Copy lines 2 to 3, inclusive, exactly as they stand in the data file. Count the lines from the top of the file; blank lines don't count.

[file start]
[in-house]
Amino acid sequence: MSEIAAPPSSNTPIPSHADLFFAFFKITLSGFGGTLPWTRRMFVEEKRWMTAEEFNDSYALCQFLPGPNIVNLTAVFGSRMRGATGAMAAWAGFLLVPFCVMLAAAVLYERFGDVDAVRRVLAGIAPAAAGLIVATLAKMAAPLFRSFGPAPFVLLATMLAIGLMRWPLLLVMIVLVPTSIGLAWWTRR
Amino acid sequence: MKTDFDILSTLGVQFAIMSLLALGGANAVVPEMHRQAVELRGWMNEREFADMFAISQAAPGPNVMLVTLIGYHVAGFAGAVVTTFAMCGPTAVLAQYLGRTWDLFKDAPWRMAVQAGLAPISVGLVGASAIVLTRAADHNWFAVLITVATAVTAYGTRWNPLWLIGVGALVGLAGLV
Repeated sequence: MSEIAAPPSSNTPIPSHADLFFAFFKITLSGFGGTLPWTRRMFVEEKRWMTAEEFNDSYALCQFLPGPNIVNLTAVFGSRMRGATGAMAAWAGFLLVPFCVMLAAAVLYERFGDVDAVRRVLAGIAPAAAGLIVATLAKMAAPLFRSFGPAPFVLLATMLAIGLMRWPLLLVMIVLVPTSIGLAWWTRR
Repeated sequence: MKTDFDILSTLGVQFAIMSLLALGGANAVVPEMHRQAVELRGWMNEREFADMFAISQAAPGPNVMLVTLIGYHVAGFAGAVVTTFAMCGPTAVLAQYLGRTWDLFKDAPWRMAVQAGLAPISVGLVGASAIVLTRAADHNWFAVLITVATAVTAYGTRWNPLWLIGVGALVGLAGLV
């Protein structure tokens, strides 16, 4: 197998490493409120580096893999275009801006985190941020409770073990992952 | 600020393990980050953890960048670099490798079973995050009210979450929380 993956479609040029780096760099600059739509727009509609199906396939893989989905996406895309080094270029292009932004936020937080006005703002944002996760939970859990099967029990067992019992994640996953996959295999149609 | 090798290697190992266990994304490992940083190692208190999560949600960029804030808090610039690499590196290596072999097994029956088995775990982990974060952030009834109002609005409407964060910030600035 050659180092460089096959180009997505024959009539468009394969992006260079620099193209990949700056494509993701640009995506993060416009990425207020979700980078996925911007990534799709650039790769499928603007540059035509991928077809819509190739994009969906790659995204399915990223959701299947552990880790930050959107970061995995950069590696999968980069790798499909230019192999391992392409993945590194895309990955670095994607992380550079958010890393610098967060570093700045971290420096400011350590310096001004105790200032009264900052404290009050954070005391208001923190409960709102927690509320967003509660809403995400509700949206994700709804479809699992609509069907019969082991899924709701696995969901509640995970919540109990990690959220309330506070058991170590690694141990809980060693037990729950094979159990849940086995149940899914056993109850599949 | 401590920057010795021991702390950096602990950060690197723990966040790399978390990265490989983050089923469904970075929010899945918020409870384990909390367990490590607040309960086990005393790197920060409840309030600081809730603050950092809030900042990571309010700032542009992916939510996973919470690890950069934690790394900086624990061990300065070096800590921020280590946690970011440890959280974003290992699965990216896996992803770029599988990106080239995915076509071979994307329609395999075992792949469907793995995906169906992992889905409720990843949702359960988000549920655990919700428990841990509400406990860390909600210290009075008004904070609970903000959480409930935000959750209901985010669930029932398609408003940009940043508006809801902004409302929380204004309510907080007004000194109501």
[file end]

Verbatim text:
Amino acid sequence: MSEIAAPPSSNTPIPSHADLFFAFFKITLSGFGGTLPWTRRMFVEEKRWMTAEEFNDSYALCQFLPGPNIVNLTAVFGSRMRGATGAMAAWAGFLLVPFCVMLAAAVLYERFGDVDAVRRVLAGIAPAAAGLIVATLAKMAAPLFRSFGPAPFVLLATMLAIGLMRWPLLLVMIVLVPTSIGLAWWTRR
Amino acid sequence: MKTDFDILSTLGVQFAIMSLLALGGANAVVPEMHRQAVELRGWMNEREFADMFAISQAAPGPNVMLVTLIGYHVAGFAGAVVTTFAMCGPTAVLAQYLGRTWDLFKDAPWRMAVQAGLAPISVGLVGASAIVLTRAADHNWFAVLITVATAVTAYGTRWNPLWLIGVGALVGLAGLV